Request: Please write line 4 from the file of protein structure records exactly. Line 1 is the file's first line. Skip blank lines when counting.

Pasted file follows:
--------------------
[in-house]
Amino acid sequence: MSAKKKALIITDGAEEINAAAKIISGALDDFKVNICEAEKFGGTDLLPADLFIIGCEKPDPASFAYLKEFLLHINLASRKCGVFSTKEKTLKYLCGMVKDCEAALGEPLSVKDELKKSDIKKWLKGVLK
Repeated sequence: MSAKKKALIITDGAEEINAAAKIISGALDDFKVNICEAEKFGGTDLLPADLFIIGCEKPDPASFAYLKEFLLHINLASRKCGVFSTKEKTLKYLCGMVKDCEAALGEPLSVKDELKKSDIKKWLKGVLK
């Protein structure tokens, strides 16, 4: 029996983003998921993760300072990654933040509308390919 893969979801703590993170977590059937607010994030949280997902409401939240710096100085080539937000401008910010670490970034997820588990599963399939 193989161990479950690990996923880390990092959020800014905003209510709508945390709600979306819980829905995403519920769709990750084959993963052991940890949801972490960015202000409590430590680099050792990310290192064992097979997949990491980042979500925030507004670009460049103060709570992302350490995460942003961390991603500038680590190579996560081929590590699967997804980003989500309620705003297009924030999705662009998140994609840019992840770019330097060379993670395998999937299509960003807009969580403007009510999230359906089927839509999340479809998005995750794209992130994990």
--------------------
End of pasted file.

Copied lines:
């Protein structure tokens, strides 16, 4: 029996983003998921993760300072990654933040509308390919 893969979801703590993170977590059937607010994030949280997902409401939240710096100085080539937000401008910010670490970034997820588990599963399939 193989161990479950690990996923880390990092959020800014905003209510709508945390709600979306819980829905995403519920769709990750084959993963052991940890949801972490960015202000409590430590680099050792990310290192064992097979997949990491980042979500925030507004670009460049103060709570992302350490995460942003961390991603500038680590190579996560081929590590699967997804980003989500309620705003297009924030999705662009998140994609840019992840770019330097060379993670395998999937299509960003807009969580403007009510999230359906089927839509999340479809998005995750794209992130994990």